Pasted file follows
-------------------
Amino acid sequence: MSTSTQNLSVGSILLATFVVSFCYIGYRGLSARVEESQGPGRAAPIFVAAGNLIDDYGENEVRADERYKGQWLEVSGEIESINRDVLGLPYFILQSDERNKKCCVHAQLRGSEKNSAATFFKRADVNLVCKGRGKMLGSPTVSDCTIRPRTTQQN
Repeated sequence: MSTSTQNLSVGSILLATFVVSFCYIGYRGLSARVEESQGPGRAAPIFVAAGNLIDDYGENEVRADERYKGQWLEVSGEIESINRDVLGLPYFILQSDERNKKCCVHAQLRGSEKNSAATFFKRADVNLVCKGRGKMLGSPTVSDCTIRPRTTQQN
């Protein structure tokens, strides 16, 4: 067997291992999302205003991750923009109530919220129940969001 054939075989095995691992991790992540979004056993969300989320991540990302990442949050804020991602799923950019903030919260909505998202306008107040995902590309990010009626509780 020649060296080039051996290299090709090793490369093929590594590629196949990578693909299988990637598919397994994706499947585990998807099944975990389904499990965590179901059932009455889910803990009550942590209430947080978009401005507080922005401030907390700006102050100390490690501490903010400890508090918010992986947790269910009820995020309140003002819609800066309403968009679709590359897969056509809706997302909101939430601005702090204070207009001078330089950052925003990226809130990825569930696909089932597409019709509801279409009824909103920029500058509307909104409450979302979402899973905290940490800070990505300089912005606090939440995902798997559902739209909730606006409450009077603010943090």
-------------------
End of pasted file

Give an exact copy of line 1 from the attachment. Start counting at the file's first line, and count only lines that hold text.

Amino acid sequence: MSTSTQNLSVGSILLATFVVSFCYIGYRGLSARVEESQGPGRAAPIFVAAGNLIDDYGENEVRADERYKGQWLEVSGEIESINRDVLGLPYFILQSDERNKKCCVHAQLRGSEKNSAATFFKRADVNLVCKGRGKMLGSPTVSDCTIRPRTTQQN